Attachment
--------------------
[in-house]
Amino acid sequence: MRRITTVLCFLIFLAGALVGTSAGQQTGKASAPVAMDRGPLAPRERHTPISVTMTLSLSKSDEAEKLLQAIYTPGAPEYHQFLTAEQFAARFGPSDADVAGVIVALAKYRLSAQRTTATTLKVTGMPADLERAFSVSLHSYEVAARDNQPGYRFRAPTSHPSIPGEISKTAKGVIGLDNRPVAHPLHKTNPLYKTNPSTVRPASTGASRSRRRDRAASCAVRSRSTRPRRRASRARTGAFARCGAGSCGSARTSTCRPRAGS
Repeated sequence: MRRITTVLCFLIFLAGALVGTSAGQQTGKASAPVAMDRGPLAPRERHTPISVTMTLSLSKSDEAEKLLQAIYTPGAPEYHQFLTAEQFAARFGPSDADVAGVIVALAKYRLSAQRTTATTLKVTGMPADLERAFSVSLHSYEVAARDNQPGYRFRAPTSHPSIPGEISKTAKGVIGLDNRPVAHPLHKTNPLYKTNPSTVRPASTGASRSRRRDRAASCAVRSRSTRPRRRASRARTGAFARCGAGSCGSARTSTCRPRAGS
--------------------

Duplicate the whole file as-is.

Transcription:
[in-house]
Amino acid sequence: MRRITTVLCFLIFLAGALVGTSAGQQTGKASAPVAMDRGPLAPRERHTPISVTMTLSLSKSDEAEKLLQAIYTPGAPEYHQFLTAEQFAARFGPSDADVAGVIVALAKYRLSAQRTTATTLKVTGMPADLERAFSVSLHSYEVAARDNQPGYRFRAPTSHPSIPGEISKTAKGVIGLDNRPVAHPLHKTNPLYKTNPSTVRPASTGASRSRRRDRAASCAVRSRSTRPRRRASRARTGAFARCGAGSCGSARTSTCRPRAGS
Repeated sequence: MRRITTVLCFLIFLAGALVGTSAGQQTGKASAPVAMDRGPLAPRERHTPISVTMTLSLSKSDEAEKLLQAIYTPGAPEYHQFLTAEQFAARFGPSDADVAGVIVALAKYRLSAQRTTATTLKVTGMPADLERAFSVSLHSYEVAARDNQPGYRFRAPTSHPSIPGEISKTAKGVIGLDNRPVAHPLHKTNPLYKTNPSTVRPASTGASRSRRRDRAASCAVRSRSTRPRRRASRARTGAFARCGAGSCGSARTSTCRPRAGS